A2 motorcycle licence explained(Last Updated On: March 15, 2018)
Max power output is 35 kW (47 hp)
Max power to weight ratio is 0.20 kW/kg
Max power restriction. Can not restrict bikes to less than half of the original power
This article is intended to explain, in plain language, the motorcycle licence categories, specifically, the A2 category. These regulations apply within the EU and the UK. For official information on what bikes are eligible for taking the tests please look up your government’s website.
With the ever changing regulations regarding motorcycle licence categories it takes quite a bit of research to understand what you can and can not ride with your A2 licence. First, let’s go over the motorcycle licence categories.
In today’s licence system a new rider can start their motorcycling career at the age of 16 with the AM licence: 50cc motorcycles (scooters) after passing theory and practical exams. At age 17 an option for proper motorcycles open up with the A1 licence. Anything up to 125cc and 15 bhp is allowed.
The category above that, A2 can be obtained at 19. This licence allows any motorcycle not exceeding the power output of 35kW (equates to about 46-48 hp) and a power to weight ratio of 0.2kW/kg (this includes everything in the A1 category). Anything with 94 hp or above will have to wait for the full A licence, which of course allows any and all 2 wheeled machines to be driven. According to EU regulations the A licence becomes available at the age of 24.
Let’s go over the most important numbers regarding the A2 regulations listed at the top of the article.
The 35 kW (47 bhp) limit is quite obvious. Your motorcycle’s peak power output is limited to this number to protect new, younger riders. The 0.20 kW/kg power to weight ratio limit exists to filter out bikes that produce beginner-friendly power but are significantly lighter. Such bike (like a lightweight 250-300cc two-stroke) would be able to outperform even some larger sportbikes. It is important, that the your motorcycle must comply with both of these limits. Only because the horsepower is low enough, it doesn’t necessarily means you’re good to go.
The third number is for those who choose to restrict a more powerful bike to fit the A2 regulations. The restricted performance of the engine can not be less than half the original. This opens up motorcycles up to 70 kW (94 bhp) to use. However, in this case do not restrict it to less than 35 kW.
So the question arises, what motorcycle can or should I buy? There are 2 roads you can go down. If you can’t wait to ride a bike you’ve wanted to for a long time, (and it can be restricted) you can go with that and restrict it. Or if you don’t want to buy multiple motorcycles in the next few years this will also be the ideal choice as you can simply remove the restrictor when you move on to unlimited A licence. Luckily, there are tons of motorcycles (old and new) currently on the market that are eligible for such restriction.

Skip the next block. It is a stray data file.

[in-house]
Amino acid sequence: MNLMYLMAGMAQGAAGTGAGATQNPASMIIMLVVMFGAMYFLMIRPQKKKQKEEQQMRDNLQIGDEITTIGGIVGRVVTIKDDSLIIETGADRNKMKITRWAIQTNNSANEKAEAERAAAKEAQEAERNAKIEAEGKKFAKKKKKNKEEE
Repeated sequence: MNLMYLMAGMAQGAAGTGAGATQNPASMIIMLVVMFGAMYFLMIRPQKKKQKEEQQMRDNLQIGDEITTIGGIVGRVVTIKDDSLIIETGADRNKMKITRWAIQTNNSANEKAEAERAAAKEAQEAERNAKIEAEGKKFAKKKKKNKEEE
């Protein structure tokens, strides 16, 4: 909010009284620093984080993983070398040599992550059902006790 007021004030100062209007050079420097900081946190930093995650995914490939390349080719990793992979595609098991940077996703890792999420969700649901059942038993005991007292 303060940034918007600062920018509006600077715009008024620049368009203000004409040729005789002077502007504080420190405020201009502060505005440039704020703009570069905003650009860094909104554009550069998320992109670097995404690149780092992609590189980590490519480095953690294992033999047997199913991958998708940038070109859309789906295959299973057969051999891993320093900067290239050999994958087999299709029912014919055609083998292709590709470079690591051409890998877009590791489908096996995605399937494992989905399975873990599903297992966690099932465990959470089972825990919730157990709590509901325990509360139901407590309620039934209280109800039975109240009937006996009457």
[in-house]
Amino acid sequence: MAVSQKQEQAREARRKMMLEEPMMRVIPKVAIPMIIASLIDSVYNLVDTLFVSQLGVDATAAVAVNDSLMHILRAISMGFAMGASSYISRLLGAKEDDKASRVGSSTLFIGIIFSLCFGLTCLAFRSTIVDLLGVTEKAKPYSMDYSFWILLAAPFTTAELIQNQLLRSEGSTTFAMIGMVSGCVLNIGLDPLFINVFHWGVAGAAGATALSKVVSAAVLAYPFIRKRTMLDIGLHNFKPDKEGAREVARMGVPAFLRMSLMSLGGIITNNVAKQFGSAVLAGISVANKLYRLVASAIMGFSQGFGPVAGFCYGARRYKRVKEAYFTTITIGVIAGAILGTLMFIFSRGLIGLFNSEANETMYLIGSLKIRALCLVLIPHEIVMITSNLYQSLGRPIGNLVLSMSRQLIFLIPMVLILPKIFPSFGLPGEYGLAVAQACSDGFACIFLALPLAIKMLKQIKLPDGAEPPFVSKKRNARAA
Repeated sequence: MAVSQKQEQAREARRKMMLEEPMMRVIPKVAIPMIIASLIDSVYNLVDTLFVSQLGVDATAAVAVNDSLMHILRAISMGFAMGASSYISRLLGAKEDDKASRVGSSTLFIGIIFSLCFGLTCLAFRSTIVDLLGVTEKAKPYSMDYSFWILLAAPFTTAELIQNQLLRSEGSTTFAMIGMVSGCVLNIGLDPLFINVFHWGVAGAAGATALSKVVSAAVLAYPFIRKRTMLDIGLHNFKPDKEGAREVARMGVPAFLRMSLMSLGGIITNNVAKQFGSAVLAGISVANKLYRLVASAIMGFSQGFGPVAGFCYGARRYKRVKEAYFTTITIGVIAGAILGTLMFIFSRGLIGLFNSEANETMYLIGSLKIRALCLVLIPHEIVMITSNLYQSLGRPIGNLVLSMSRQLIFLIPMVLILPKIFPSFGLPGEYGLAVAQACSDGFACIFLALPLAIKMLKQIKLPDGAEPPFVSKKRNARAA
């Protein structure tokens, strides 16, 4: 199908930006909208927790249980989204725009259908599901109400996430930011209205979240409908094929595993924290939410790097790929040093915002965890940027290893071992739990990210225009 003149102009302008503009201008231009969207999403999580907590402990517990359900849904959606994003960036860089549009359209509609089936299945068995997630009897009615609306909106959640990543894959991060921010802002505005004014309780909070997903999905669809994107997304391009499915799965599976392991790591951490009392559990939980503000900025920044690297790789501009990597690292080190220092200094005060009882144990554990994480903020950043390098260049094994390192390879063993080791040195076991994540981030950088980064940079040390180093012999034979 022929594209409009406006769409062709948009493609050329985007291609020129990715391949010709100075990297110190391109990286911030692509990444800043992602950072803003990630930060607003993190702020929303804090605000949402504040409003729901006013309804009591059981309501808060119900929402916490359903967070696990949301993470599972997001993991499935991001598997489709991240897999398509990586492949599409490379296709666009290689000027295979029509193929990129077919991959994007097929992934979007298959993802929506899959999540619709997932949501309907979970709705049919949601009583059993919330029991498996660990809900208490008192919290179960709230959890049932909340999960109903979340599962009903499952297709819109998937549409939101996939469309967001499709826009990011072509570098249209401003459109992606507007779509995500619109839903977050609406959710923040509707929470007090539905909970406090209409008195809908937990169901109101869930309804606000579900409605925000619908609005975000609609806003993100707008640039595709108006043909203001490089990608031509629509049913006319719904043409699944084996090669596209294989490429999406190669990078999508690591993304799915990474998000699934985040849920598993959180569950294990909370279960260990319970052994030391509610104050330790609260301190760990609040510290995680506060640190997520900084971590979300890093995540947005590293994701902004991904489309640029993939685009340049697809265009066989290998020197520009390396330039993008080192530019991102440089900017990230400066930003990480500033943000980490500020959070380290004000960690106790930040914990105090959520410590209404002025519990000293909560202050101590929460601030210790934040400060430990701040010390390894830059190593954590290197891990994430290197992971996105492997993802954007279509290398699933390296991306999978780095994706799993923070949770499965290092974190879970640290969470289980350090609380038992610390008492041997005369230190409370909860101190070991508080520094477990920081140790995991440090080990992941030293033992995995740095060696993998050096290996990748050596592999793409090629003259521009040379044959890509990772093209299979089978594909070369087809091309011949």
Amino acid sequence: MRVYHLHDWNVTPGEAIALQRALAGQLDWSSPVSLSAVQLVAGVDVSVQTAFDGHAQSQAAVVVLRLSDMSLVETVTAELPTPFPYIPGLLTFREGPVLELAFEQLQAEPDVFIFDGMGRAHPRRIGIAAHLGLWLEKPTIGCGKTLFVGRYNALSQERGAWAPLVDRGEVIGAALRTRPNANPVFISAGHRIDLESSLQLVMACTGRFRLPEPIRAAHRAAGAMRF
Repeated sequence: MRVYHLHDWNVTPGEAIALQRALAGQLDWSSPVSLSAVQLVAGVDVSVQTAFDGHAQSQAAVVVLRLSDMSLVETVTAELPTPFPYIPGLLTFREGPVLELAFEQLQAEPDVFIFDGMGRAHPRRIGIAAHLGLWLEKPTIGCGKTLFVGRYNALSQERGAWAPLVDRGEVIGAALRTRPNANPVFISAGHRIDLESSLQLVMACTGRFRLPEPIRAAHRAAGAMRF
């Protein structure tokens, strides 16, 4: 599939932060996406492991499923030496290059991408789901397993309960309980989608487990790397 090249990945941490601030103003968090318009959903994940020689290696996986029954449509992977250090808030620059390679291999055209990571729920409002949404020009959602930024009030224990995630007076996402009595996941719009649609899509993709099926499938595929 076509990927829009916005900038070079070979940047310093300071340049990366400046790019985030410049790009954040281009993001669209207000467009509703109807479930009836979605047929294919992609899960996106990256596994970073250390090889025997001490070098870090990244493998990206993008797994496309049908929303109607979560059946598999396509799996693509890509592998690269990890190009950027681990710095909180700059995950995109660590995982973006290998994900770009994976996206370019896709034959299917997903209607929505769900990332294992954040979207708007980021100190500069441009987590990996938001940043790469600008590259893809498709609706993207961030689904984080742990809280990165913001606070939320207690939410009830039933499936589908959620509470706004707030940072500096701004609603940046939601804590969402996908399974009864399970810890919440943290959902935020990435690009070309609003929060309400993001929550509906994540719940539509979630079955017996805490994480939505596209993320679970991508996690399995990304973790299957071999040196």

If however, you don’t want to deal with the paperwork that comes with restricting, or simply want a smaller, proper beginner motorcycle you still have several options. This licence category only came by a few years back, which means manufacturers didn’t have to aim for these limits before. As a result, there are less older bikes that fit these numbers. Recently however, the companies have started to adapt to new licence rules and have been pushing A2 friendly machines in every category. Whatever type of bike you’re looking for (supersport, adventure, naked, cruiser), you will find brand new as well as barely used second hand models on the market. On a side note, this is a much needed and very welcome change to the motorcycle landscape. Newer riders will have more options and safer machines to choose from and will be less forced to start their biking career on a 600.
Restricted bikes in practice:
The easiest way to get a bike restricted is to request it when buying from a dealer. This will cost you a bit of extra money, but will receive an A2 ready machine. The way this works, is they change the ECU to a restricted one. You’ll be able to keep the regular ECU if you decide to change it back in the future. Alternatively, you can get any bike restricted at an official importer or a recognised specialist, the procedure is the same.
It is obvious that any motorcycle that comes with a stock power output of 35 kW or less is fair game. However, you may have doubts about the practical elements of riding a more powerful bike with A2 licence. More specifically, how does it work when a police officer pulls you over and you’re riding a bigger, but restricted bike. When you install a restrictor kit in your motorcycle you also need to get your bike’s registration updated before riding on public roads. Generally speaking, the number in your bike’s data sheet will be the only factor the police will have to determine your bike’s power output. So as long as it complies with the A2 licence restriction numbers, all is good. It is however strongly ill-advised to ride a motorcycle that does not match the data in your registration papers. In other words, do not remove the restriction kit from your bike after restricting it.